On January 1st, 2020, the world woke to news that a pneumonia outbreak in Wuhan, China, had been identified as a strain of coronavirus. By March, the World Health Organization would define it as a pandemic and the most serious global health threat on the planet. Under lockdown conditions the relationship between health and the spaces we inhabit became central.
The response from professionals and academics was immediate. Public health officials became consultants on ‘healthy buildings’, infectious disease specialists advised on planning codes, mental health experts became advisors on design strategy. Environmental psychologists collaborated on adapting homes for lockdown, sociologists re-examined behaviour in public space; teachers critiqued new spatial uses of the classrooms and, by extension, interior work environments of every type.
It is tempting to see this recent global concern about health and environments as new. The reality is, it has a long history. The public health profession was born from the housing conditions of the 19th century urban poor. ‘Sick building syndrome’ has been a concern for years. Demands for walkable neighbourhoods are long standing. Housing for the elderly, accessible design, and the broader healthy cities agenda globally, all pre-date COVID-19.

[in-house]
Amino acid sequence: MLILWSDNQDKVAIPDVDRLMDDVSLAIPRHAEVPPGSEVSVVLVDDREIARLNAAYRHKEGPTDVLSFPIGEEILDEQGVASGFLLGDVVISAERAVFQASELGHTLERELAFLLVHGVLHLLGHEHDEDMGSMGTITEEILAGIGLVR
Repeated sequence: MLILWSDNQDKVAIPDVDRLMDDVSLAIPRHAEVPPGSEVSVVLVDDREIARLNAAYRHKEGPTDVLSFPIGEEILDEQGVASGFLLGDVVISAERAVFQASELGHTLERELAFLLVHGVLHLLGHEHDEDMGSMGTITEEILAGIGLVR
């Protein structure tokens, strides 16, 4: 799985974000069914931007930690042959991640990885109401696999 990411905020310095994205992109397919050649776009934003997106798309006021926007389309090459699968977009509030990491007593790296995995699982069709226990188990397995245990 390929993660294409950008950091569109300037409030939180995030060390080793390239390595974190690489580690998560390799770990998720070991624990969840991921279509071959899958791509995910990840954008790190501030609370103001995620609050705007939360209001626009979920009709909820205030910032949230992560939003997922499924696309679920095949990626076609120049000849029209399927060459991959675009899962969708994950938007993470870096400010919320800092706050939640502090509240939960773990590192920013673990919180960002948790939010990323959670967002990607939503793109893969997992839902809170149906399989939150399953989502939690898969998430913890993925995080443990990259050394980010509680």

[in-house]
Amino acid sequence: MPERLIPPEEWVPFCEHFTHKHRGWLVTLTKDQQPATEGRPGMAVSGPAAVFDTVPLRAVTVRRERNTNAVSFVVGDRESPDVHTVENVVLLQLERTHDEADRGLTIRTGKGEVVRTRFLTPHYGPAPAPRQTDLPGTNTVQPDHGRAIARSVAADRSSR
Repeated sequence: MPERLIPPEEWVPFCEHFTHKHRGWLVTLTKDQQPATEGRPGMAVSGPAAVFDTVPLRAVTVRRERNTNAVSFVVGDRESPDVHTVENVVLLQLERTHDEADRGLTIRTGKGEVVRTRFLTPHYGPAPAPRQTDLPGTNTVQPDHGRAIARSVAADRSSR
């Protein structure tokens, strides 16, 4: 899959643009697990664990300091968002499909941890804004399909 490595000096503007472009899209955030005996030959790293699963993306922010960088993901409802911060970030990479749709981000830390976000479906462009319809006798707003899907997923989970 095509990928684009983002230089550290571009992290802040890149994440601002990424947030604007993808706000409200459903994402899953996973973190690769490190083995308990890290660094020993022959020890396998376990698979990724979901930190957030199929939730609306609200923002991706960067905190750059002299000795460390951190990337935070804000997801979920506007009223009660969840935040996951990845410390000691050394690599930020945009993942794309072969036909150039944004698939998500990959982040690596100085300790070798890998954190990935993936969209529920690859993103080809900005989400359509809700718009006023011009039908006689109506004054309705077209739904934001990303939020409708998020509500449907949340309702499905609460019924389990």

Seen in this light, this conference seeks to bring recent experiences and responses into dialogue with these longer standing areas of research into health, wellbeing and environments. It does so through setting up multiple strands including: COVID-19, Public health, environmental psychology, mental health; accessible design and social inclusion; space inequities and cross societal groups; air quality, green spaces, walkable cities, accessible transport; welfare institutions such as hospitals, schools and community centres; behaviors, communities, neighborhoods and housing; connectivity across healthcare and the built environments, and more.